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Do Temperature Checks for Coronavirus Really Work?

From grocery stores to schools, temperature checks for COVID-19 are becoming the norm. Not everyone thinks that's so useful.

We’re three-quarters through 2020 and the world looks starkly different from the last. The most obvious changes are superficial: Masks on faces, restaurants spilled out onto sidewalks and parking lots, and handwashing stations line every entrance. All of these are well-evidenced ways to halt coronavirus. But a new method of coronavirus prevention is starting to become a mandatory norm in school districts across the country, including in New York City, the nation’s largest district, and in-state guidelines like California and Illinois: Temperature checks. The evidence backing them is less solid than masks and hand washing. So are temperature checks hygiene theater or an effective way to keep the sick out of public spaces and tamp down the spread of COVID-19?

There’s mounting evidence the former is the case and these temperature checks may just be a baseless trend.  

For starters, they’re not going to catch anybody who’s pre-symptomatic or asymptomatic, says Logan Spector, a pediatric epidemiologist who refers to them as “infection theatre.” And they can indeed be quite theatrical. Take for example the company Related Companies, a developer behind the Hudson Yards complex in New York City, that installed fancy infrared cameras in building lobbies around the city that can signal when a person’s temperature is over 100 degrees. (The CDC defines fever as any temperature 100.4 F or greater).

So after a summer of the CDC requiring businesses to consider checking workers daily for symptoms like fever, it may come as a surprise that last week, the CDC announced that it’d stop requiring airport temperature screenings for international passengers from China, Iran, Brazil, and other countries because they fail to identify silent carriers. 

“We now have a better understanding of COVID-19 transmission that indicates symptom-based screening has limited effectiveness because people with COVID-19 may have no symptoms or fever at the time of screening, or only mild symptoms,” the C.D.C. said in the statement. “Transmission of the virus may occur from passengers who have no symptoms or who have not yet developed symptoms of infection.”

This move comes after numerous published research studies that show that the science behind the effectiveness of temperature checks isn’t robust. Though fever is a common symptom of the coronavirus, there’s also strong evidence that suggests that coronavirus spreads before symptoms like a fever even appear. A study in June based at an Australian hospital shows that fever was detected in only 19 percent (16 out of 86) of the participants who had coronavirus. The researchers conclude that “using fever as a screening tool for COVID-19 may provide a false sense of security.” Instead, the authors suggest that “generic public health measures, such as self-isolation when sick, physical distancing and contact tracing, are more likely to be effective than widespread temperature screening.”

A more recent study based in South Korea from August highlights the issue of asymptomatic spread and offers more evidence that infected individuals who don’t necessarily feel feverish may carry the virus in their nose, throat, and lungs – in the same way as people with symptoms.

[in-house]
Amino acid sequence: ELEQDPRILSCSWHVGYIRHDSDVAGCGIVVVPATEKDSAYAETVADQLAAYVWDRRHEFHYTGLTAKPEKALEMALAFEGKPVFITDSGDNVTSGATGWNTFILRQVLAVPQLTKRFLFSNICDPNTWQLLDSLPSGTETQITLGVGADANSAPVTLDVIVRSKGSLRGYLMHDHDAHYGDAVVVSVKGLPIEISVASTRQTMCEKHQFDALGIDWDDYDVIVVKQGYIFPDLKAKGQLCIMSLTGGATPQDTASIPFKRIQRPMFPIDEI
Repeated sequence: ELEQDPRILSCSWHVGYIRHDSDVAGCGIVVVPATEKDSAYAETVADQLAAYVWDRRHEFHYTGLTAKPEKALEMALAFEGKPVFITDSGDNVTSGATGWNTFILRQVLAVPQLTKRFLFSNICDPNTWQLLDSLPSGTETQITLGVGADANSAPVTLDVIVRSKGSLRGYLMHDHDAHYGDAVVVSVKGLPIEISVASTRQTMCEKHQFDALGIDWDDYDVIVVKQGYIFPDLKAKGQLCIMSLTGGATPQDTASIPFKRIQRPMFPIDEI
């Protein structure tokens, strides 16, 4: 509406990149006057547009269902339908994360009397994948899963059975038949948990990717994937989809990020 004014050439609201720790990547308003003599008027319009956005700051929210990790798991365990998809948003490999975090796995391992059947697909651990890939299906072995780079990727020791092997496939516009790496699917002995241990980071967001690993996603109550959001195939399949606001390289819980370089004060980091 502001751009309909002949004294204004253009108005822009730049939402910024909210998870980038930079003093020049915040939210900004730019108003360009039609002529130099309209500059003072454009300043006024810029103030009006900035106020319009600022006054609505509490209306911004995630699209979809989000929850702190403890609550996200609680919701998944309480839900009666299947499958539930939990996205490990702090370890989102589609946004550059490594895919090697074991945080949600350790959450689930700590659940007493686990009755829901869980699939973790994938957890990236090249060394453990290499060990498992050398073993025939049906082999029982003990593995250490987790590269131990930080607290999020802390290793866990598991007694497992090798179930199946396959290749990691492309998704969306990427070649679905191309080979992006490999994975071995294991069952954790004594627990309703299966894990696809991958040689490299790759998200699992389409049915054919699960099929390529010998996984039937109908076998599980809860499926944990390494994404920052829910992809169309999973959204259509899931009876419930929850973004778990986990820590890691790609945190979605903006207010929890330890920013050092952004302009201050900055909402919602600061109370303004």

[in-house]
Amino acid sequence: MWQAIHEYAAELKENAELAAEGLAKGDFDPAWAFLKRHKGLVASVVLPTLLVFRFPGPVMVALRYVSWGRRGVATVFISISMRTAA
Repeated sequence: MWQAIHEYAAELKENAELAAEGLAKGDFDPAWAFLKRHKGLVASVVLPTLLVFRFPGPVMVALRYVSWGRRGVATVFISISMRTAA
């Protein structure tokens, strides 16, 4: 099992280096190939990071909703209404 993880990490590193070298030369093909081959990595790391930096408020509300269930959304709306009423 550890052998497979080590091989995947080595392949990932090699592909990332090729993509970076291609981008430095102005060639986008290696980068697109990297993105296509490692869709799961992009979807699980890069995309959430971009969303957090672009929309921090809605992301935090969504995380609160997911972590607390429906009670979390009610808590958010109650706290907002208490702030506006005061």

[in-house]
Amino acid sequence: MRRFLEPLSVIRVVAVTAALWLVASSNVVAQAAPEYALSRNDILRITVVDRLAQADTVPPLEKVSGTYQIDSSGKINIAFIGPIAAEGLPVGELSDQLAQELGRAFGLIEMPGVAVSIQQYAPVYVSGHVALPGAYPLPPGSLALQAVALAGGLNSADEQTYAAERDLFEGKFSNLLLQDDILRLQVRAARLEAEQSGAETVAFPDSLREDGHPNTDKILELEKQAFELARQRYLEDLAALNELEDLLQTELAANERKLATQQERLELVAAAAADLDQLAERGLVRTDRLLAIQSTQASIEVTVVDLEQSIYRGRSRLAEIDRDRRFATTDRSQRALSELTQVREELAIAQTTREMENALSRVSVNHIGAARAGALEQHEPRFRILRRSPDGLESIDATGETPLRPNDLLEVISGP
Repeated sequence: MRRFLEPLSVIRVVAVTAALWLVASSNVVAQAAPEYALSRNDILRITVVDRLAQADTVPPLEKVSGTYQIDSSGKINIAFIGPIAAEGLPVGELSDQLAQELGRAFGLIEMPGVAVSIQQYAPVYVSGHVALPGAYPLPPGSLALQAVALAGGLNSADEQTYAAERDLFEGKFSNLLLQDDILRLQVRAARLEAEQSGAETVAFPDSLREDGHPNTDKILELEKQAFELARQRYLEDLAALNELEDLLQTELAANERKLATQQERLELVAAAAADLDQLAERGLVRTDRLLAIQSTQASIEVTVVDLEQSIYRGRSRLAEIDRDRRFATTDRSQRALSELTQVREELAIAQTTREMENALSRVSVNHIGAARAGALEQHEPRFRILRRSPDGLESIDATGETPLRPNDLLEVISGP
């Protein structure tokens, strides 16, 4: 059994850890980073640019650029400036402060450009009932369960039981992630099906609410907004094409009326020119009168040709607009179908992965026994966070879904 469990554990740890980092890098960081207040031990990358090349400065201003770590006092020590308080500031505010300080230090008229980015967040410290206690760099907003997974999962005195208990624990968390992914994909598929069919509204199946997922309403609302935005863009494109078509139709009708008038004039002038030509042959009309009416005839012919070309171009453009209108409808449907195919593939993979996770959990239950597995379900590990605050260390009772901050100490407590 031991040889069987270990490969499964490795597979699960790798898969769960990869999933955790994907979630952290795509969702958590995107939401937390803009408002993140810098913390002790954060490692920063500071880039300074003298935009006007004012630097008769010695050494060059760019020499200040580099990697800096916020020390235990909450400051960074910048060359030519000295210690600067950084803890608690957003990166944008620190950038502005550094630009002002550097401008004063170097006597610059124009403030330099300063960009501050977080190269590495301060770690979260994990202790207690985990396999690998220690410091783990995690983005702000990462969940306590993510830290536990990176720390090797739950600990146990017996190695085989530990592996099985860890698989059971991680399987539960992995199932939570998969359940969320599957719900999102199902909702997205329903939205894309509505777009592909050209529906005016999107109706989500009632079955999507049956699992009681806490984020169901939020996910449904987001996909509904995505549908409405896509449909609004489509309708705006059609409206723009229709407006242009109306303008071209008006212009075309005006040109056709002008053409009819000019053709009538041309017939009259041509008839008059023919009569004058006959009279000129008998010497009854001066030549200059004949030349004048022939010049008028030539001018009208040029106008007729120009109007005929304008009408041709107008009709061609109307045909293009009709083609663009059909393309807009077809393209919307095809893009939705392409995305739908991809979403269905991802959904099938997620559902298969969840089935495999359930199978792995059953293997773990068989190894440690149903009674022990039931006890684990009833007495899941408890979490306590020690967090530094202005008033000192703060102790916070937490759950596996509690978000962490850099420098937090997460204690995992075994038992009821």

Temperature checks also cost big bucks. For example, a school district in Minnesota spent $20,000 on five digital temperature scanners to screen students, a big chunk of the $50,000 allocated to the school through the Coronavirus Aid, Relief, and Economic Security Act. 

But before we entirely toss the idea of temperature checks out the window, there are a few benefits to them that need mention. The U.S. Food and Drug Administration highlights how non-contact temperature assessment allows a large number of people to be evaluated individually at points of entry. They also help reduce the risk of spread of COVID-19 infections from people who are symptomatic and have a fever. This may be especially worth noting in the context of schools, as the CDC lists fever as the most frequently reported coronavirus symptom in children.

This is why Dr. Eric Ball, a pediatrician in California, uses temperature checks in his practice. “I think temperature checks are important nowadays. In my pediatric practice, we are checking temperatures for everyone who walks in our door. Because some people will send their kids to school with a fever knowingly or unknowingly. That being said, it’s only one piece in the larger toolbox of infection control,” says Ball.

There’s some evidence that suggests that as many as 45 percent of coronavirus infections in children are asymptomatic. The CDC also states that temperatures can be taken improperly and falsely interpreted as a fever, which is why Ball says temperature checks should be part of a larger process of infection control. 

“You can’t rely only on temperature checks. You also have to have social distancing and masking and vigorous testing protocols in your community,” says Ball.  

So despite some benefits, they don’t serve many purposes for silent carriers, pre-symptomatic individuals, and instances where they’re administered incorrectly. In fact, some researchers have argued that temperature checks give us the illusion of safety and therefore, put us in further danger. If you walk into a store where you know everyone’s been screened, you could feel you’re in a safe place leading you to sanitize less than you normally would, or pull down your mask just below your nose.

For this reason, Spector strongly recommends that “whether or not people have been let in based on symptoms, you should keep your mask on indoors. And frankly, avoid congregating indoors as much as possible.”